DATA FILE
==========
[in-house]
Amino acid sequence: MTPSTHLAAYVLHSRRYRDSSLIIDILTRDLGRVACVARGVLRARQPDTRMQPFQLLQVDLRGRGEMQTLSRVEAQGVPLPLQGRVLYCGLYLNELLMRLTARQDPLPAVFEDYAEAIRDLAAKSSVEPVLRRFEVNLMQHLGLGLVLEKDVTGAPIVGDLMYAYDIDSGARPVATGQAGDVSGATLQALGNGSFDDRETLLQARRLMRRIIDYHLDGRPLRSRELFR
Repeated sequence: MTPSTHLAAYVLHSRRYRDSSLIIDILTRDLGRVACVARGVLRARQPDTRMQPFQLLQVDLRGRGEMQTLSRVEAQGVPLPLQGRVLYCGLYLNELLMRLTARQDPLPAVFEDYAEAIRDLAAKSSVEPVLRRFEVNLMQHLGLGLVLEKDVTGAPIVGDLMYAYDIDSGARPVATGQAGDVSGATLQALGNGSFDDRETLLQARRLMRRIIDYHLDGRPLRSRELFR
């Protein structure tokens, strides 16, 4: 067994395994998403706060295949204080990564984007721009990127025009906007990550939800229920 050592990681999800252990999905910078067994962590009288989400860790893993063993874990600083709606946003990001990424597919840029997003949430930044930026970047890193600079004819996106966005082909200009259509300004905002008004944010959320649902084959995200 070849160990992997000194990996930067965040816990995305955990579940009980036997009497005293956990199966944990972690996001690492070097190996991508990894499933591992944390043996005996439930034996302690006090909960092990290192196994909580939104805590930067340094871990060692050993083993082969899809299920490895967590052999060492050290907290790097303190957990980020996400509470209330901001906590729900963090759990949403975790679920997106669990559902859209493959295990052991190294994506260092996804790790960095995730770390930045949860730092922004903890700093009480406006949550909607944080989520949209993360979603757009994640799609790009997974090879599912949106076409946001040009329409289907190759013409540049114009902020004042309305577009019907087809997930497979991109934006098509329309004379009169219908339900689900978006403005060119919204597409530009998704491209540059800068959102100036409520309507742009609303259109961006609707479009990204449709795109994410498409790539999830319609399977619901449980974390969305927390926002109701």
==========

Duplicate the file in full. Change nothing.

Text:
[in-house]
Amino acid sequence: MTPSTHLAAYVLHSRRYRDSSLIIDILTRDLGRVACVARGVLRARQPDTRMQPFQLLQVDLRGRGEMQTLSRVEAQGVPLPLQGRVLYCGLYLNELLMRLTARQDPLPAVFEDYAEAIRDLAAKSSVEPVLRRFEVNLMQHLGLGLVLEKDVTGAPIVGDLMYAYDIDSGARPVATGQAGDVSGATLQALGNGSFDDRETLLQARRLMRRIIDYHLDGRPLRSRELFR
Repeated sequence: MTPSTHLAAYVLHSRRYRDSSLIIDILTRDLGRVACVARGVLRARQPDTRMQPFQLLQVDLRGRGEMQTLSRVEAQGVPLPLQGRVLYCGLYLNELLMRLTARQDPLPAVFEDYAEAIRDLAAKSSVEPVLRRFEVNLMQHLGLGLVLEKDVTGAPIVGDLMYAYDIDSGARPVATGQAGDVSGATLQALGNGSFDDRETLLQARRLMRRIIDYHLDGRPLRSRELFR
């Protein structure tokens, strides 16, 4: 067994395994998403706060295949204080990564984007721009990127025009906007990550939800229920 050592990681999800252990999905910078067994962590009288989400860790893993063993874990600083709606946003990001990424597919840029997003949430930044930026970047890193600079004819996106966005082909200009259509300004905002008004944010959320649902084959995200 070849160990992997000194990996930067965040816990995305955990579940009980036997009497005293956990199966944990972690996001690492070097190996991508990894499933591992944390043996005996439930034996302690006090909960092990290192196994909580939104805590930067340094871990060692050993083993082969899809299920490895967590052999060492050290907290790097303190957990980020996400509470209330901001906590729900963090759990949403975790679920997106669990559902859209493959295990052991190294994506260092996804790790960095995730770390930045949860730092922004903890700093009480406006949550909607944080989520949209993360979603757009994640799609790009997974090879599912949106076409946001040009329409289907190759013409540049114009902020004042309305577009019907087809997930497979991109934006098509329309004379009169219908339900689900978006403005060119919204597409530009998704491209540059800068959102100036409520309507742009609303259109961006609707479009990204449709795109994410498409790539999830319609399977619901449980974390969305927390926002109701």